My LEA-M8F is TCXO equipped, but it can also be set up to control external OCXO's and similar, which would likely improve it significantly.

The difference between these is easily observed when locking this OCXO to one of them; the PZF180PEX will be very quickly acquired and will tend to stay in the locked state basically forever as long as the RF signal is present. Meanwhile the LEA-M8F does more weird stuff and wanders back and forth, which accumulates loop errors that occasionally triggers a bandwidth increase. Note that the PZF180PEX does wander when losing RF lock, but it does so quite slowly and mostly monotonically.

On my TODO list is making a phase-logging system to produce actual data, but at present I don't have an automatic logging system to give me quantitative data.


The other main change is the addition of a USB plug, which is used to implement a virtual COM port, and this is used for communications. At least it would be, if I had used a MCU core clock compatible with USB. A future modification will be to add a PLL clock generator to convert the 10 MHz MCU clock to 8 MHz, allowing for USB operation.

A FFC connector with a LCD interface was also added, this is meant to be used when using the OCXO card standalone as a frequency standard or jitter cleaner. It matches some previously made HD44780 LCD interface controller cards I have made for 2x40 character LCD displays.

On the back plane side the card outputs regulated 15 and 5 V supplies, 3 LED outputs (straight LVCMOS), and I2C.


The software was ported from the Smart OCXO's and the already described FLL/PLL mode of operation was implemented.  An LCD display output was added for use in standalone applications, and due to the USB issues this and the debugger are the only interfaces currently implemented.

Some LED outputs were also added to indicate status. Further, the tuning word for the OCXO is not automatically updated in the F-RAM unless the PLL/1PPS is in a stable and locked state.

Weird Bugs: F-RAM Addressing

A fun self-inflicted bug I found was caused by using the FM24CL16 F-RAM IC with the STM32 HAL HAL_I2C_Mem_Read/HAL_I2C_Mem_Write functions.

I store this double buffered, but the data structure used is larger than 128 bytes. Since I was using 8-bit mode this doesn't work, but since one entry would normally be fine it went unnoticed. I originally wrote the code to use smaller entries that would fit fine in the 8 bit address space.

(Might have been nice if the STM32 HAL checked if the address offset + access size would fit though.)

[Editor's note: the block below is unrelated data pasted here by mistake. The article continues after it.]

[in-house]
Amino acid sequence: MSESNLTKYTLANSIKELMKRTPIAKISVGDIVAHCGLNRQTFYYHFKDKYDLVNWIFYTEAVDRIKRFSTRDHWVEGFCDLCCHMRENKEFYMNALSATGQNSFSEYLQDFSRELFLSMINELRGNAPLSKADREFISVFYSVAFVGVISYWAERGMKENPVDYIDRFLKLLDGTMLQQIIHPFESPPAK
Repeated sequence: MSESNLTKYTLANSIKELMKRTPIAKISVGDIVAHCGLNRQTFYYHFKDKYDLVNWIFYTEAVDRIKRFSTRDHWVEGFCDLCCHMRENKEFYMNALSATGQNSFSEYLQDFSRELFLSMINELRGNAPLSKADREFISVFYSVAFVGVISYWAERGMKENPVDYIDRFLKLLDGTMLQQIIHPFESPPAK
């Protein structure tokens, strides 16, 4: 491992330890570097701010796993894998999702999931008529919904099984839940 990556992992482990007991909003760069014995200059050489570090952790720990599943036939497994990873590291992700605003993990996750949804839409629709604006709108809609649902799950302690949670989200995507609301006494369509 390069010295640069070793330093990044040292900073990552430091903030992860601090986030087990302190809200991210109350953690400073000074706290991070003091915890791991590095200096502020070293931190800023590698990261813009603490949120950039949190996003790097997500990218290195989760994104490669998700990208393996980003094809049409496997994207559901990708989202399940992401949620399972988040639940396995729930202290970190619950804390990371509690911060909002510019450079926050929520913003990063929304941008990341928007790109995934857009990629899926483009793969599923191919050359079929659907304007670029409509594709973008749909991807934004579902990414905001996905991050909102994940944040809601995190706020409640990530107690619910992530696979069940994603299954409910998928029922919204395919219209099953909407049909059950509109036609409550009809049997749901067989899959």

Also turns out that the FM24CL16 uses the lower 3 address bits for paging 8-bit addresses, which is not directly supported by the STM32 HAL.

So what I did was switch to store one entry per page, by offsetting the device address.

This bug was also present on the Smart OCXO.

Weird Bugs: STM32F103 I²C

The I²C controller on specifically the STM32F103 series has some issues that seem to be specific to it, the F0, F3, and F4 devices seem to be far better.

Basically it will tend to randomly fail, sometimes locking up with a HAL_BUSY flag that never goes away. This issue is documented in an errata, and the workaround is really horrible.

I also had a really strange issue where a memory block read would inject a random extra 0 byte on readback. This offset some data structures, which obviously weren't correct anymore.

I've found at least part of the fix is to add 10 pF capacitors across the SDA/SCL lines to VCC (or to ground).

Frankly I would suggest avoiding the F1 devices for I2C applications, it's just not worth the trouble. I spent a lot of time adding additional checks and checksums to the I2C routines that shouldn't have been necessary.

Weird Behaviour: STM32 PWM Input Capture

I use the STM32 PWM input capture interrupt mode to measure the external frequency after division. The counter operates at CPU core rates and measures the period and on-time of the external square wave.

Currently the system works on interrupts, and 1'000'000 samples are taken per measurement (takes around 100 seconds). The period measurement seems to consistently be 2 cycles less than the actual time.

While not documented anywhere I could find it seems that detecting the rising edge and latching the counter value takes 2 core cycles that are then lost.

Adding 2 cycles to each measurements seems to yield correct results.

Long Term Results

19" Rack Unit

An example of this PCA was installed in a 19" enclosure along with a small 10 MHz distribution amplifier and fiber-optic interface, and powered on continuously starting in late January 2023. During this time the rack was moved back and forth somewhat, and no particular care was taken to avoid vibration or other disturbances.

Prior to the test, the unit had been connected to an external reference for approximately 1 week, and as part of redecorating the fiber carrying the 10 MHz reference was removed leaving it on holdover for the duration. Power was maintained throughout the test, with an OCXO enclosure temperature settling at 58 °C ±1°.

August 2023 Spot Check

A spot check was carried out in August 2023 of the frequency relative to my LEA-M8F and PZF180PEX receivers.

Frequency errors were not measurable using my HP 5335A frequency counter, an oscilloscope measuring differential frequency showed a frequency error on the order of 1 cycle per several minutes. The phase-drift of the LEA-M8F makes even these oscilloscope measurements difficult for that comparison. 

The unit was left running to continue the test, since no relevant frequency error was found.

This article was updated on 2024-07-06T14:20:49+0200